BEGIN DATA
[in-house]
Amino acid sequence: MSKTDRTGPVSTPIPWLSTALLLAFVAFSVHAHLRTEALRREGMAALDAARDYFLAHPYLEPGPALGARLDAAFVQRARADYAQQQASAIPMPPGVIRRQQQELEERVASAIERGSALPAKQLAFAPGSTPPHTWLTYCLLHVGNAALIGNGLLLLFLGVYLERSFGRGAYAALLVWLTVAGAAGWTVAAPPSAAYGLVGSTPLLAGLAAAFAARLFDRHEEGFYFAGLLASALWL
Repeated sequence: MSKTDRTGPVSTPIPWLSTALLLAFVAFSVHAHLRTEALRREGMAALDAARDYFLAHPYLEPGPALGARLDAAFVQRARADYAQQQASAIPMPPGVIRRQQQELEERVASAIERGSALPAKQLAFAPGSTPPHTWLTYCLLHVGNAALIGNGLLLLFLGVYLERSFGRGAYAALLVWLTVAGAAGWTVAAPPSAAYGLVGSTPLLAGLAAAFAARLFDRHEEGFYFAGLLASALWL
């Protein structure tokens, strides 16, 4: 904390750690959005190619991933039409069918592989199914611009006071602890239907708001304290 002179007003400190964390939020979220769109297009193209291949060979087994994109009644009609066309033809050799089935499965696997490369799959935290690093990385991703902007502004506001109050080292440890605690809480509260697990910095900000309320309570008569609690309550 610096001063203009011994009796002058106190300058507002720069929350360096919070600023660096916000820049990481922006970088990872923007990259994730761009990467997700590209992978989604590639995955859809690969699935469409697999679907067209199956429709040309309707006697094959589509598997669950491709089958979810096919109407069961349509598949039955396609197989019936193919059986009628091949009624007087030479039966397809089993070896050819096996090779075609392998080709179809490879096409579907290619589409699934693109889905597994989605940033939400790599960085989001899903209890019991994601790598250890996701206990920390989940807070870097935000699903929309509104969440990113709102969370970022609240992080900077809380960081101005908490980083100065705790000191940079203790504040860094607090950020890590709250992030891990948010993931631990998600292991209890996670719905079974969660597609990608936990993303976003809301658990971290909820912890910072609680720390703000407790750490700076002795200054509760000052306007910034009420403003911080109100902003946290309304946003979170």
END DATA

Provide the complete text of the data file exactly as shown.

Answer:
[in-house]
Amino acid sequence: MSKTDRTGPVSTPIPWLSTALLLAFVAFSVHAHLRTEALRREGMAALDAARDYFLAHPYLEPGPALGARLDAAFVQRARADYAQQQASAIPMPPGVIRRQQQELEERVASAIERGSALPAKQLAFAPGSTPPHTWLTYCLLHVGNAALIGNGLLLLFLGVYLERSFGRGAYAALLVWLTVAGAAGWTVAAPPSAAYGLVGSTPLLAGLAAAFAARLFDRHEEGFYFAGLLASALWL
Repeated sequence: MSKTDRTGPVSTPIPWLSTALLLAFVAFSVHAHLRTEALRREGMAALDAARDYFLAHPYLEPGPALGARLDAAFVQRARADYAQQQASAIPMPPGVIRRQQQELEERVASAIERGSALPAKQLAFAPGSTPPHTWLTYCLLHVGNAALIGNGLLLLFLGVYLERSFGRGAYAALLVWLTVAGAAGWTVAAPPSAAYGLVGSTPLLAGLAAAFAARLFDRHEEGFYFAGLLASALWL
């Protein structure tokens, strides 16, 4: 904390750690959005190619991933039409069918592989199914611009006071602890239907708001304290 002179007003400190964390939020979220769109297009193209291949060979087994994109009644009609066309033809050799089935499965696997490369799959935290690093990385991703902007502004506001109050080292440890605690809480509260697990910095900000309320309570008569609690309550 610096001063203009011994009796002058106190300058507002720069929350360096919070600023660096916000820049990481922006970088990872923007990259994730761009990467997700590209992978989604590639995955859809690969699935469409697999679907067209199956429709040309309707006697094959589509598997669950491709089958979810096919109407069961349509598949039955396609197989019936193919059986009628091949009624007087030479039966397809089993070896050819096996090779075609392998080709179809490879096409579907290619589409699934693109889905597994989605940033939400790599960085989001899903209890019991994601790598250890996701206990920390989940807070870097935000699903929309509104969440990113709102969370970022609240992080900077809380960081101005908490980083100065705790000191940079203790504040860094607090950020890590709250992030891990948010993931631990998600292991209890996670719905079974969660597609990608936990993303976003809301658990971290909820912890910072609680720390703000407790750490700076002795200054509760000052306007910034009420403003911080109100902003946290309304946003979170």